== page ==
Pairings | Perrier rondelle
The best wine (and other) pairings with oysters
Now that we're back into months with an 'r' in them it's time to enjoy oysters again. But what’s the best wine - or beer - to pair with them?
Unusually there’s more than one outstanding match plus some good alternatives you may not have thought of. Which one you choose will obviously depend on which drink you like best - there’s no point in serving Guinness if you hate the stuff - and how the oysters are served. Cooked oysters are generally rather more forgiving than raw ones.
It also makes quite a difference how you season them. Personally I’m in favour of no seasoning at all, letting the wine do the job of a squeeze of lemon but conversely adding lemon can make richer chardonnays and champagnes work better if those are the wines you’d rather drink.
There are actually fossilised oyster shells in the soil of the Chablis region so it’s maybe not too fanciful to say that’s why it hits just exactly the right note. I’d pick a recent vintage though rather than a mature one, a premier cru if you’re treating yourself to natives (below), whose season starts on Septmber 1st.
Champagne (and dry sparkling wine)
Here it’s the bubbles that provide the magic, the perfect textural contrast to the smooth velvety texture of the oysters. Ultra dry champagnes like Laurent Perrier Ultra Brut and Drappier Brut Nature that don't have any dosage (sugar and wine solution) added to them before bottling work best though lighter styles of regular non-vintage Champagne such as Taittinger will do a perfectly good job. Sparkling wine is also the best match by far for deep-fried oysters.
See also this Match of the Week: Oysters and Tasmanian fizz
Muscadet and other crisp, dry whites
The cut price option, clean-as-a-whistle Muscadet acts just like a squeeze of lemon - so don’t add lemon too. The best wines come from the Sèvre-et-Maine region and are labelled ‘sur lie’ (the wine is aged on the lees, the residue of the yeast used to ferment the wine which gives it more flavour). Also in this category of bone-dry whites comes Picpoul de Pinet from the south of France, Pinot Grigio from Italy and Albariño from Galicia in northern Spain.
This is what they would drink round Bordeaux, also an oyster-producing area and it works elsewhere too, particularly when oysters are served, as they often are Down Under, with Asian flavours. Again keep the wine young and unoaked. The added zestiness of Sauvignon also helps with strong seasonings like shallot and red wine vinegar or Tabasco.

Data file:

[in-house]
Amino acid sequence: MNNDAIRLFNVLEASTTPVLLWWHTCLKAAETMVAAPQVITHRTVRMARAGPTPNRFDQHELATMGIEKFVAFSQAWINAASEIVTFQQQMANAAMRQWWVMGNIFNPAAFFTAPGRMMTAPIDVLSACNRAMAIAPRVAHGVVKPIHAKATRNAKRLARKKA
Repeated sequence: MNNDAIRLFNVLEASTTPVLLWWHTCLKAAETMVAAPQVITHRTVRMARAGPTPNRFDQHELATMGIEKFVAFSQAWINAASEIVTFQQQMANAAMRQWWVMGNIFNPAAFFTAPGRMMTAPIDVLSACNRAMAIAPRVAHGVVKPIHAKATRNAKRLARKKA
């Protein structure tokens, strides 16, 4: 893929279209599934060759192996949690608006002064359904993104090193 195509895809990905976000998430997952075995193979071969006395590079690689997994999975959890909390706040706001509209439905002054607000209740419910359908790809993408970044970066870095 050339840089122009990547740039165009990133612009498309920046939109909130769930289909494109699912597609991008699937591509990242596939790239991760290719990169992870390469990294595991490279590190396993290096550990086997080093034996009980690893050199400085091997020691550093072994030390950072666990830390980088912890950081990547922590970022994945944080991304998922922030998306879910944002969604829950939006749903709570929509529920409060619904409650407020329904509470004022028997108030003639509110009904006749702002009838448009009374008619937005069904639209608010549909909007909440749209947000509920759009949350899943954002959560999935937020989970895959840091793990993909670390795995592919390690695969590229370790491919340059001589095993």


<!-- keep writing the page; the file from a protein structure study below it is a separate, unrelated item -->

Not great, in my view, with raw oysters but very nice with cooked ones, particularly in a creamy sauce or chowder. Choose a lightly oaked, creamy style such as you find in Burgundy, Limoux in southern France or cool climate regions of the New World.
Guinness and other stouts
It’s mainly a colour and texture thing. Black on white (or rather, cream). Smooth layered on smooth. And the saltiness of the oysters counteracts the bitterness of the beer. If you like stout this match is sublime.
This unusual lager made in Alsace from champagne yeasts works much the same way as Champagne. A good bet for those who prefer to drink beer but don’t like stout.
Iced sparkling water (it doesn’t have to be Perrier) with a slice of lemon. Dry, refreshing and doesn’t detract from the delicate flavour of the oysters
Other wines may well work too depending on the seasoning and/or other ingredients you put with them as in this pairing of oysters and dry German riesling.
Incidentally if you're an oyster fan the seafood restaurant Wright Bros holds Oyster Masterclasses in London. The two hour class, which costs £60 includes 12 oysters (prepared different ways), a glass of champagne and two glasses of wine plus the For dates and venues check their website.
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